by Larry Austin
A proposed law to require public assembly permits had another hearing Tuesday at Town Hall.
Local Law Intro No. 3 of 2013 - Public Assembly Permit would regulate parades and special events having more than 200 persons in attendance that would apply to such events as carnivals, circuses, fairs, bazaars and outdoor shows and concerts.
"We're definitely not sure that this is the law," Town Supervisor Mary Cooke said of the proposal before the board. "But the goal is to deal with the public safety plan portion of the state fire code that our code enforcement officer is required to enforce."
Cooke referred to chapter 4 of the fire code of New York state that says "where the code enforcement official determines that an indoor or outdoor gathering of persons has an adverse impact on public safety through diminished access to buildings, structures, fire hydrants and fire apparatus access roads or where such gatherings adversely affect public safety services of any kind, the code enforcement officer shall have the authority to order the development of, or prescribe a plan for, the provision of an approved level of public safety."
Cooke said, "Some of the calls that I took prior to tonight dealt with questions that were answered in the law," adding that the board is trying carefully to "craft a law that will help us enforce what we are required to do according to the fire code of New York state, much the same as we have to enforce the building code. We're looking for a method for our code enforcement officer to use because right now the code enforcement officer is forced to do everything reactively."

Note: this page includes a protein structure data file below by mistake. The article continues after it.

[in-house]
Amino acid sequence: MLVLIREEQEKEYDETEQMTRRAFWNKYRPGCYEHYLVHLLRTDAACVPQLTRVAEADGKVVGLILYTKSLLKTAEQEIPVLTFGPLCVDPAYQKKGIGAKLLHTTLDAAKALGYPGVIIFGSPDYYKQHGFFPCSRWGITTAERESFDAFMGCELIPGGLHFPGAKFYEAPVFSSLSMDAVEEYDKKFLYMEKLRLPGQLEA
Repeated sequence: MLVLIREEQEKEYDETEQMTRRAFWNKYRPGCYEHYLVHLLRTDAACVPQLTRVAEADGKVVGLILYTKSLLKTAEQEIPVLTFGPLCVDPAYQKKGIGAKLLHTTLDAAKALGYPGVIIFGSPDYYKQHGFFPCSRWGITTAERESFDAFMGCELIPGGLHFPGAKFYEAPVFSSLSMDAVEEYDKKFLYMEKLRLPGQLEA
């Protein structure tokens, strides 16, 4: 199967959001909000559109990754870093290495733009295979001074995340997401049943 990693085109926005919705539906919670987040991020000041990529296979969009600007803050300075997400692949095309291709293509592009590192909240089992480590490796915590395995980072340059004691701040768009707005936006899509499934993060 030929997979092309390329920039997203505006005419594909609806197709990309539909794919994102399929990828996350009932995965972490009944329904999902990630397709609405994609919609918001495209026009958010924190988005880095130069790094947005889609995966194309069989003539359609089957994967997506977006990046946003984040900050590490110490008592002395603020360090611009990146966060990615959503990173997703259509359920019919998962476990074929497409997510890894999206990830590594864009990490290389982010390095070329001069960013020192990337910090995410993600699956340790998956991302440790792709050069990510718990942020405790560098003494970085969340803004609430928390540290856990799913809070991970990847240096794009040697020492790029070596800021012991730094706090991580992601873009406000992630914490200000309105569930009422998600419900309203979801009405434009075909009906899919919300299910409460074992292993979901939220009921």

"We had a public hearing on this last year," Cooke said, "but of the six speakers who spoke, I don't think anyone had read it, and so many of their concerns that were expressed last time around related to things that were addressed, but they didn't know it because they hadn't seen the law yet."
No one spoke in favor of the law on public assembly permits. Ron Rezabek, who called himself a 68-year resident of the Island, spoke in opposition. A member of the seven organizations and current president of the Niagara River Fishing Station, Rezabek said he felt "being intruded upon," and he asked if the application fees mentioned in the proposed law amounted to "a hidden tax." Cooke responded that "a first run-through would not require any fee at all, and the hope is that with a quick look at what's being planned, most things would not require further review."
Rezabek suggested the board raise the attendance level from the stated 200 in the law. "The recommendations from the organizations that I represent is 500 people, anything less, forget it," he said.
"In general, why hassle? And I know we've got to have fire protection, I know we've got have police protection, I know we have to have fire activity access."
Rezabek said "we have enough traffic and behavior laws," a sentiment echoed by James Dinsmore of West River Road, who also opposed the law, saying "we have enough laws in place. If they could be enforced, we wouldn't have another unnecessary law."
The board voted to continue to look at the law, taking into account resident input.